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I know metals like copper, silver and gold for example have vapor pressures at high temperature but do their vapor pressures still exist at standard temperatures (290 kelvin) and pressures (100 kilopascals)?

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    $\begingroup$ Of course they exist, it is just that they are low enough to be considered 0 for all practical purposes. $\endgroup$ – Ivan Neretin Jun 29 '17 at 13:42
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    $\begingroup$ Also, importantly, the vapor pressure is independent of external pressure. $\endgroup$ – Zhe Jun 29 '17 at 14:20
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    $\begingroup$ @Zhe What's it dependent on? $\endgroup$ – Mockingbird Jun 29 '17 at 14:33
  • $\begingroup$ Temperature only. $\endgroup$ – Zhe Jun 29 '17 at 15:09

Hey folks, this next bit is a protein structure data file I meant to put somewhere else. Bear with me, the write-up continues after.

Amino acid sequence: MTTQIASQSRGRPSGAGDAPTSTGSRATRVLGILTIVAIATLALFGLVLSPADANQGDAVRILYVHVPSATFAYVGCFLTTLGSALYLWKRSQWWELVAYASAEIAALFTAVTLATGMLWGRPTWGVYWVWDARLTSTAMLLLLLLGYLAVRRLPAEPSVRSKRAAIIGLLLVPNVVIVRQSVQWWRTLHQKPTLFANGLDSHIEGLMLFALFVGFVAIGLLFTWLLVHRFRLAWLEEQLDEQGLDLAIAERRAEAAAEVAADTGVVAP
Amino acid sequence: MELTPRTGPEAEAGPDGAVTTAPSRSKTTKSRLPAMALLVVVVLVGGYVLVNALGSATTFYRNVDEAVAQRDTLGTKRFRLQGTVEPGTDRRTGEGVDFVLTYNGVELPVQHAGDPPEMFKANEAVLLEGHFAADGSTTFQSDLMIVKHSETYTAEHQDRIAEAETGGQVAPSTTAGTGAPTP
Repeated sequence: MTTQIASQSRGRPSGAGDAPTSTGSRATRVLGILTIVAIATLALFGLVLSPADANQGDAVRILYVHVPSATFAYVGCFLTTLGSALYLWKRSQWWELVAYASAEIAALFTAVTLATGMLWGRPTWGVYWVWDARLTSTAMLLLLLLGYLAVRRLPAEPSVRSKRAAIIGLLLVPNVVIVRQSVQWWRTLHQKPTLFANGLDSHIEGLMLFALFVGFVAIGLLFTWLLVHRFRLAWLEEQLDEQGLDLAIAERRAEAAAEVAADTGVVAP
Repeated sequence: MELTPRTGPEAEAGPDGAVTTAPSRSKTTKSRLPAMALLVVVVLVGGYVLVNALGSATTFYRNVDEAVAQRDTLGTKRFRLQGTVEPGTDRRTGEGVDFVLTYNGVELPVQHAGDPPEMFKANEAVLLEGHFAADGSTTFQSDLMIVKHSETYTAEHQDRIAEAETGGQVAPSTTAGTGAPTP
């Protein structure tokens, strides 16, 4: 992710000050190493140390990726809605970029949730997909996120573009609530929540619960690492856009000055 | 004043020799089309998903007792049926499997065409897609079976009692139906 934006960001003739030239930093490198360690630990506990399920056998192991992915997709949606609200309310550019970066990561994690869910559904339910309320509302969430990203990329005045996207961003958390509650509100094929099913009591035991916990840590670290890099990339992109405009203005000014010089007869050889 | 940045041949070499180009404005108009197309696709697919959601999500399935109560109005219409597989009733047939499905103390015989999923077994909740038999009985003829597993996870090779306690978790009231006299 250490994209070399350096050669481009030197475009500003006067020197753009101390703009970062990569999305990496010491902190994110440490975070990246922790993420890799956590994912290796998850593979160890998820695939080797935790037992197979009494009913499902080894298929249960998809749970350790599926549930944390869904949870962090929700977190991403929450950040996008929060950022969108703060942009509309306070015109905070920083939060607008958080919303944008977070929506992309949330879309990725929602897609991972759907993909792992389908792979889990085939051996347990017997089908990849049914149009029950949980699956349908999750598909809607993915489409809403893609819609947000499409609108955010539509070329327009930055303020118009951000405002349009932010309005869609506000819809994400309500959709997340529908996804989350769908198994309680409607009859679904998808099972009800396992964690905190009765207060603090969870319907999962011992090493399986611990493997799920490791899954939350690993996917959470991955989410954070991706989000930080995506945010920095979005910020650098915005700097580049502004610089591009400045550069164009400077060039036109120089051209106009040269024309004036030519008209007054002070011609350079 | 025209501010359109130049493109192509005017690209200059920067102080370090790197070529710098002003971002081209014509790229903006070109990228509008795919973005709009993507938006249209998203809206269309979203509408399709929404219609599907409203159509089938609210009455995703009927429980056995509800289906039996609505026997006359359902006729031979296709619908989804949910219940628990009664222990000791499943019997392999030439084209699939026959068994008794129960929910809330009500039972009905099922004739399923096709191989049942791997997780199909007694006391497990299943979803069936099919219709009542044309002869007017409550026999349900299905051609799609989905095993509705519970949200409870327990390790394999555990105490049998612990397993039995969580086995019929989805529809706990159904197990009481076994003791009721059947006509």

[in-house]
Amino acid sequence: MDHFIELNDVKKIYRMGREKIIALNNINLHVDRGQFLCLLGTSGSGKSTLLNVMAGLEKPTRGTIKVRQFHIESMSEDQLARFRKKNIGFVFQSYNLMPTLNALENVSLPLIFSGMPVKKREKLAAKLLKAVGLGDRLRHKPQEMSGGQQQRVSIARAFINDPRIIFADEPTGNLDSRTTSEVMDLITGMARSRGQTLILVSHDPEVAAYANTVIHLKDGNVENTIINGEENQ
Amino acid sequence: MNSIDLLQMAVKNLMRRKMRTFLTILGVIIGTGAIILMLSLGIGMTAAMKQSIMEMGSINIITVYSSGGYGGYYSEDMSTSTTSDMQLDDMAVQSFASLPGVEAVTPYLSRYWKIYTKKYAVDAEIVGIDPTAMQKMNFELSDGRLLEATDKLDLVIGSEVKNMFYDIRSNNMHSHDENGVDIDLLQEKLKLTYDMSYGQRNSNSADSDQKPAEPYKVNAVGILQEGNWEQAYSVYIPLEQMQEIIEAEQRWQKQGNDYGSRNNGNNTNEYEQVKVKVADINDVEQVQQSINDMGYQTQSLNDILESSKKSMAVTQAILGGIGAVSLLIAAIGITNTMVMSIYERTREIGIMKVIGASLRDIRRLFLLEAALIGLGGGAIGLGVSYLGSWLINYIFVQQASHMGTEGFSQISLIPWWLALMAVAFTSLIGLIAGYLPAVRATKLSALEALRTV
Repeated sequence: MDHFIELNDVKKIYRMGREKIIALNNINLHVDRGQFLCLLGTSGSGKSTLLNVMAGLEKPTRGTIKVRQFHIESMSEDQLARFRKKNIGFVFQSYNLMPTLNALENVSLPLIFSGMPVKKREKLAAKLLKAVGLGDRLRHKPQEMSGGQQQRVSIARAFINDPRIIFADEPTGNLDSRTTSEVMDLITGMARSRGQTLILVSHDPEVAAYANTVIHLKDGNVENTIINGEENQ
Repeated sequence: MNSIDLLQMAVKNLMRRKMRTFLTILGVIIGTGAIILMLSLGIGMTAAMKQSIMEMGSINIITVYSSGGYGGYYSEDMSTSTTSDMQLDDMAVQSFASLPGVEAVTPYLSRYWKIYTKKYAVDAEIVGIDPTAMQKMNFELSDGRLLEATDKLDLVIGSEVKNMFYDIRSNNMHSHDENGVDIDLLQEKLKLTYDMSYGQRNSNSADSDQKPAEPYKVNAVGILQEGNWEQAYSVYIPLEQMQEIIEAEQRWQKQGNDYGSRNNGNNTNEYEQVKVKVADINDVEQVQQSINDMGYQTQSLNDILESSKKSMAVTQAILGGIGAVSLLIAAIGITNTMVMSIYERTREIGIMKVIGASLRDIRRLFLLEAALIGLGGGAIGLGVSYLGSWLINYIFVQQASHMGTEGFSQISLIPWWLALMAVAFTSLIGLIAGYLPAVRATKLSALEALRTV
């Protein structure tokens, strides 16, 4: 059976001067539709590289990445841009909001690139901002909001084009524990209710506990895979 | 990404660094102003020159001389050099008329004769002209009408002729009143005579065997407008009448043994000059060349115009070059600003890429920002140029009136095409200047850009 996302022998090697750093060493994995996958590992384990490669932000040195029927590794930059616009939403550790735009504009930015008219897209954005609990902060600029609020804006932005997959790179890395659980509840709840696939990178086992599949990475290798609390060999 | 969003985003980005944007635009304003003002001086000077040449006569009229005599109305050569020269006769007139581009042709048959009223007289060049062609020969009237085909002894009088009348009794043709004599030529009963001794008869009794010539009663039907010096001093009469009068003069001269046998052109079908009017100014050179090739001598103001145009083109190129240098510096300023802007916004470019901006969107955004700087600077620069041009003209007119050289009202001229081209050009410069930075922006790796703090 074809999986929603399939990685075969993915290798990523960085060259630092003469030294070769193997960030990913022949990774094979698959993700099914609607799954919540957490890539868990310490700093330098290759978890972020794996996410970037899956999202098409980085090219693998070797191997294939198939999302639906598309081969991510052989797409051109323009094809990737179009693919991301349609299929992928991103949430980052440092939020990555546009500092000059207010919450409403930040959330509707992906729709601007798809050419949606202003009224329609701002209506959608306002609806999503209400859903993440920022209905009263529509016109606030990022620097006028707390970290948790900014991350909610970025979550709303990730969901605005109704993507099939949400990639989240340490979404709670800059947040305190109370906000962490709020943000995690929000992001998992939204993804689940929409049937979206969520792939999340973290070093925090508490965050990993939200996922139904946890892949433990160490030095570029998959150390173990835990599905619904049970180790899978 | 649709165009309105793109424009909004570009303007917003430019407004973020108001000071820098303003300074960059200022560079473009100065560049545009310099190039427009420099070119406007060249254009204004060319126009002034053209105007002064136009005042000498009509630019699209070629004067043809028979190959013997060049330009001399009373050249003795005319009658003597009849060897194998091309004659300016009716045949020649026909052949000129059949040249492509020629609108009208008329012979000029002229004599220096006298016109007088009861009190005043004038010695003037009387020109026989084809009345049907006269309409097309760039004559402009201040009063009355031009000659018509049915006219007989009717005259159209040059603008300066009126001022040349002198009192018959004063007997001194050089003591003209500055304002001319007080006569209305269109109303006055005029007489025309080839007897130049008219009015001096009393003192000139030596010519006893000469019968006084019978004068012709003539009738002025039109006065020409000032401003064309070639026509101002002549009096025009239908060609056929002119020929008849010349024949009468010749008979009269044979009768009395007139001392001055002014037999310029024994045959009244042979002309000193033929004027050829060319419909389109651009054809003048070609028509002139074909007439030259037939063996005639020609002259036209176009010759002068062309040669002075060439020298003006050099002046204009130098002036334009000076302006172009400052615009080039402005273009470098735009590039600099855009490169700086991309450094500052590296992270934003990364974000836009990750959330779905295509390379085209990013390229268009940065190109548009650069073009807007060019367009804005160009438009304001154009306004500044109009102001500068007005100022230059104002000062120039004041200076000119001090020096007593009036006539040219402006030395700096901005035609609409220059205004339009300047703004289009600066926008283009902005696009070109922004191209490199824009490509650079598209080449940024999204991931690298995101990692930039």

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This question has a couple of answers. But first we need to distinguish between a quantity or value existing and a quantity having a value of zero. I won't get into the weeds on that, but if you think about it, there is a clear difference between existence and non-existence on one hand and between zero and non-zero on the other. So, on to the question do these metals have a VP at STP? Yes. Is it greater than zero? Probably. Is it significantly greater than zero? Depends on what the purpose is for asking, that is:it depends on context. For most things, their STP VP is effectively zero because other sources of Cu, Ag, and/or Au contamination become dominant. Related factors to consider are: What is meant by a clean surface? Is VP really independent of P? (No) What is the lowest, most sensitive range over which we can measure (vapor) pressure? How good are our best man-made vacuums (Ultra-high vacuum)? In the real world, how well isolated are our most isolated physical systems (from leaks, neutrinos, cosmic rays, etc.)? To me, I consider a metal surface is almost never clean. It is quite difficult to clean - I mean really difficult. For a VP of zero, we require that an atom (of the metal) on the surface of the crystal face never ever obtains sufficient energy to break all of the bonds to its neighbors and has enough kinetic energy to escape the surface. I'd not expect that to happen very often at temperatures that are ~700 K less than the metals MP (and > 1700 K less than its BP). It is much more likely that migration across surfaces will dominate any signal detected, at least that type of problem would have to be ruled out. So, I'd sum up to say that while I'd expect almost all measurements to return a zero value, that I'd expect to see a stray atom of the metal from time to time, as well. The kinetic (statistical) theory of gasses is an infinite distribution of energies. That is, at temperatures above 0 K, the chances of an atom having near infinite energy is not zero (although it is near zero). Meaning the chances of an atom of the metal having enough energy to leave the metal surface is not zero. I'd suggest that that means theoretically the metals have a VP, while practically we may or may not be able to measure it. (I've not done a literature search, sorry.)

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